After a brief introduction from the MCs, Taras Chubay took over. In deference to the then ongoing events in Odesa where some deaths had already occurred, he toned down the set and sang two or three songs based on Frankivsk poet Yuriy Andrukhovych’s works. The music, however, was still heavy rock played by a slightly aged but impressively tight band. After some poetry from a local poet Dmytro Pavlychko, with his reading largely appealing to the legacy of UPA fighters, local playwright Maria Matios spoke. I have a grudge against her because her rather depressing, patriotic, pathos-laden plays dominate the repertoire of the local theatre – so much so that they might as well make it her exclusive stage. One of my main passions is theatre, so Matios’ dominance seems to stifle any significant creativity or experimentation.

Local playwright Maria Matios appeals, like her plays, to a pathos-laden sense of patriotism.

Local playwright Maria Matios appeals, like her plays, to a pathos-laden sense of patriotism.

Local Poet

Local Poet Dmytro Pavlychko

After the cultural section, Yuriy Lutsenko appeared. Whatever you think of his politics, it is undeniable that he is a compelling and effective speaker. Although a few eyebrows were raised when billionaire (albeit not multi-) Poroshenko was not counted as an oligarch and instead something of a counterpoint to the various oligarchal clans that seek to rule Ukraine. I’m not sure what the technical or legal definition of an oligarch is but even if Poroshenko is relatively less well-off than, say, Akhmetov, Firtash or Kolomoyskyy, then he’s still pretty loaded and has had his fingers in political pies since the millennium at least. He was even a co-founder of the Party of Regions. Lutsenko, though, continued to hold the crowds attention, although it became clear that even his rhetorical powers were beginning to wane as he spoke for some 25 minutes. It turns out that Poroshenko had been delayed in the town of Kalush, after also performing in Kolomyya the same day, so Lutsenko was holding the fort.

Yuriy Lutsenko impressing with his rhetorical skills and holding the fort while Poroshenko is delayed

Yuriy Lutsenko impressing with his rhetorical skills and holding the fort while Poroshenko is delayed

Eventually, just before 19:00 the main attraction appeared on stage – but in keeping with his man-of-the-people, definitely-not-an-oligarch persona, he took to the stage by walking through the huge crowd, his image relayed on the massive screens. Obviously he was flanked by significant security, just in case. On the screens, too, there appeared images of crying older women, as if the nation’s saviour had appeared. My wife and I had taken her godson, aged 10, with us – and he seemed transfixed by the celebrity status of Poroshenko, and insisted that we remain to see him. Even seeing Lutsenko in person got the ten year old quite excited. I had to go off to teach a class, but my wife’s report suggests that the message was similar to Lutsenko’s – vote Poroshenko in the first round, he’s the main candidate, get over 50% and avoid a second round of elections and get the country running properly again.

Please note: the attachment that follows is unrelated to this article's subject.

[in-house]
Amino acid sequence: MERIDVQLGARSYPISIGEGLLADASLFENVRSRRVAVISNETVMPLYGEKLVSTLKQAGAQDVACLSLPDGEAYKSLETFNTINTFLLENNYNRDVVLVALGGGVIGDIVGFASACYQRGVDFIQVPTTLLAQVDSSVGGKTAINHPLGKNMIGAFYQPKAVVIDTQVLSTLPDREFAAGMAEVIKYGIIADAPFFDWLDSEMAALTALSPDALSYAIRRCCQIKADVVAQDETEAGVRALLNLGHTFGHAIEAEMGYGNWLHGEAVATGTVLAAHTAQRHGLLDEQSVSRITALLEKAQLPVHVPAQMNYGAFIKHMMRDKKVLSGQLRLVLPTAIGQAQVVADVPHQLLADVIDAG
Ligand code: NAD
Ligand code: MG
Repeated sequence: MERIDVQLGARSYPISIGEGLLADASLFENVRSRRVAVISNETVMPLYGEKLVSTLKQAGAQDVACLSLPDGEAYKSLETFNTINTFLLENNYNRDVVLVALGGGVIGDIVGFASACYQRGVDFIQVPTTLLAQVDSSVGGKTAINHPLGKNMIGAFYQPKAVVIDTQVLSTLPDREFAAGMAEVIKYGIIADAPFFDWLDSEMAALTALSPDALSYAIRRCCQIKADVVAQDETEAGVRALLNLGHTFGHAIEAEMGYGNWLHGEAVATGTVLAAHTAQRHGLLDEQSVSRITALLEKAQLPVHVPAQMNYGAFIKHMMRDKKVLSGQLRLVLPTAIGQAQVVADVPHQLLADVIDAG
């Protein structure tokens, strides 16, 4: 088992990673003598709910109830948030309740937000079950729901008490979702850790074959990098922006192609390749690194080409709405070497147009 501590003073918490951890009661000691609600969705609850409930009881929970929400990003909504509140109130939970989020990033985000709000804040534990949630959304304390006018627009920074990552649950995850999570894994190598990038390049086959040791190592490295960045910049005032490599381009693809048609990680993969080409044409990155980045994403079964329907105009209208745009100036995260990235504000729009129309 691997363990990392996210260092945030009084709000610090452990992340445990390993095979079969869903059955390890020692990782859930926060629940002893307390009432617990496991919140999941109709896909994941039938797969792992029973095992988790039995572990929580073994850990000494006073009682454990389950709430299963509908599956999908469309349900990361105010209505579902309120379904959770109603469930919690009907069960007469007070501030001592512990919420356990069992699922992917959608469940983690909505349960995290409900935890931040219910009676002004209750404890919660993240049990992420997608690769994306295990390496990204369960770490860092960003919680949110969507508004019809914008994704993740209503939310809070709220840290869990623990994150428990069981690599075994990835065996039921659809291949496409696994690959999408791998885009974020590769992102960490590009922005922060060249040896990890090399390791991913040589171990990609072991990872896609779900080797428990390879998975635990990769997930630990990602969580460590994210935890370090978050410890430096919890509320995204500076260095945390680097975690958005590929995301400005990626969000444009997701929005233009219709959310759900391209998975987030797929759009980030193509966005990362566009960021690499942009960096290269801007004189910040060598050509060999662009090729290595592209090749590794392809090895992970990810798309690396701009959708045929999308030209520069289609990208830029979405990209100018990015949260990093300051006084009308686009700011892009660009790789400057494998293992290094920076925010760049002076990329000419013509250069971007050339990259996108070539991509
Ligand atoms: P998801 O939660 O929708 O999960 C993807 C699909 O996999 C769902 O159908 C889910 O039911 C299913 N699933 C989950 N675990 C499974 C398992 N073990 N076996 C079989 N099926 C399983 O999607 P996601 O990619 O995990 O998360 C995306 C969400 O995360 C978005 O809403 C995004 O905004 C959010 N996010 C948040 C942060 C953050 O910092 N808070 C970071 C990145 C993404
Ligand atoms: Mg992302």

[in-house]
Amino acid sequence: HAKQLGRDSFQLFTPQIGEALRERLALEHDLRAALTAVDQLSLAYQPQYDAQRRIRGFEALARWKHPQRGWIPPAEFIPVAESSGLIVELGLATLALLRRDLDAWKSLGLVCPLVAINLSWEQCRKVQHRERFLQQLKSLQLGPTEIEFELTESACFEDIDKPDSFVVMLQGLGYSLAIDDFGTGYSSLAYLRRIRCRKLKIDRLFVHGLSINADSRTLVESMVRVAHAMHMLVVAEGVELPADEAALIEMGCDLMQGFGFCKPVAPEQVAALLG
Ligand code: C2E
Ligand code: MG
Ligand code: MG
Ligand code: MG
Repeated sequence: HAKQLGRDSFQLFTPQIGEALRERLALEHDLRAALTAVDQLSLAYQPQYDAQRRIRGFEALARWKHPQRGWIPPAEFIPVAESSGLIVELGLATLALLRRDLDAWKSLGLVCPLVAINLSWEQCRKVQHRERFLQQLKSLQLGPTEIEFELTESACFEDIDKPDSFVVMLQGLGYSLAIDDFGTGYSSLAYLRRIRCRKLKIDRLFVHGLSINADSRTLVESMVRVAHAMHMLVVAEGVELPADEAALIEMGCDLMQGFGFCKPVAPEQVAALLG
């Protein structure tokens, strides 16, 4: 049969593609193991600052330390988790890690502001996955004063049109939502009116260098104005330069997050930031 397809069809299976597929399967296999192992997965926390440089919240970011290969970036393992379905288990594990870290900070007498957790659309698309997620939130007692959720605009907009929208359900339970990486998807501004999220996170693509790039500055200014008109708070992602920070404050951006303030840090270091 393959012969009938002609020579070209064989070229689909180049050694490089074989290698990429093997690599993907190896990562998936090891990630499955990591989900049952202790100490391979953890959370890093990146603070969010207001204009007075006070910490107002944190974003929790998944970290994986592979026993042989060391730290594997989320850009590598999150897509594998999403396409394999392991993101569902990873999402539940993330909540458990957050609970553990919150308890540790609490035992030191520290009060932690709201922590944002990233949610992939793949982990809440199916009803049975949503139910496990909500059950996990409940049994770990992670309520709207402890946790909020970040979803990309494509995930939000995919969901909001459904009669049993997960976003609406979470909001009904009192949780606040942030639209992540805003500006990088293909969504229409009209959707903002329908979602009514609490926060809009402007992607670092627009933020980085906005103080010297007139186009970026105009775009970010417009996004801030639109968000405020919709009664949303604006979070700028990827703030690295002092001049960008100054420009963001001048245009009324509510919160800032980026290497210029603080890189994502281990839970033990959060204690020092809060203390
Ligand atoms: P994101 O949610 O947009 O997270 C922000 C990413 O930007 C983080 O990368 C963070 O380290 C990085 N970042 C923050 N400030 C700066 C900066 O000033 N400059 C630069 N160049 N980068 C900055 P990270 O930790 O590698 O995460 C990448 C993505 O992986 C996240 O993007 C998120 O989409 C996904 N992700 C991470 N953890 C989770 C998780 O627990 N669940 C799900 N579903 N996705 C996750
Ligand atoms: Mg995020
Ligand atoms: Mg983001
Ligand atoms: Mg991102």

Not an oligarch, apparently; Poroshenko enters the stage through the crowd

Not an oligarch, apparently; Poroshenko enters the stage through the crowd

I’m not eligible to vote in Ukraine – but I can see the appeal of this argument. As another two weeks, into June, of campaigning and of temporary rule in Kyiv can only cause further destabilisation. Another appealing aspect of Poroshenko’s campaign is that he is the only candidate to have declared in his manifesto that he will call immediate parliamentary elections. I have been assured, having spoken here to legal experts, that the current government is in place in Ukraine legitimately, at least in terms of the law (however murky it is). However, an election could aid the cause of creating greater popular legitimacy for whoever is in power in Kyiv, with more representation for those living in areas where MPs have resigned or disappeared from parliament.

However, the above comments could all be academic as the most significant doubt in my mind is over whether the elections can be carried out successfully at all. In Ivano-Frankivsk and western Ukraine, sure, the campaigns are going ahead, candidates (at least those with any chance of getting elected here) are appearing on the main squares of cities and towns around the region. But I can’t really imagine the same happening in areas in the south and east of the country where the threat or reality of violence is actual. And, equally, if referendums are planned for those same areas for a week today, regardless of those plebiscites’ legitimacy in law or among the population, they will influence the way the Presidential election is conducted. Obviously, the way things are now is almost impossible, a damned if you do/don’t situation regarding the elections and almost anything else.

The greatest emotion that observing the election campaign in full swing in Ivano-Frankivsk while news of events in Odesa was filtering through was one of incongruity.

Other presidential candidates have also visited the city, although they came while I was away. Yulia Tymoshenko appeared on 1 May, holding a meeting in one conference centre, then appearing in the city centre, too, albeit without the song-and-dance attached to Poroshenko’s arrival. Olga Bogomolets, one of the best known medics from the Euromaidan protests, is standing in the election, too, and she spoke at the university at the end of April, while also holding a press conference in the city. There was very little, however, to announce her arrival in the university or beyond, while her posters seemed to be somewhat shoddy and subject to the elements. Bogomolets has, though, announced an alliance with Maksym Kytsyuk, a Sevastopol resident who was one of the leaders of Euromaidan in Frankivsk and a student here who was badly beaten in December by still unknown assailants. Oleh Tyahnybok, notorious leader of Svoboda, was also in town with his posters more noticeable about the city. Still to come is Anatoliy Hrytsenko, although there is no sign that any of the Party of Regions-associated candidates are planning to head this way.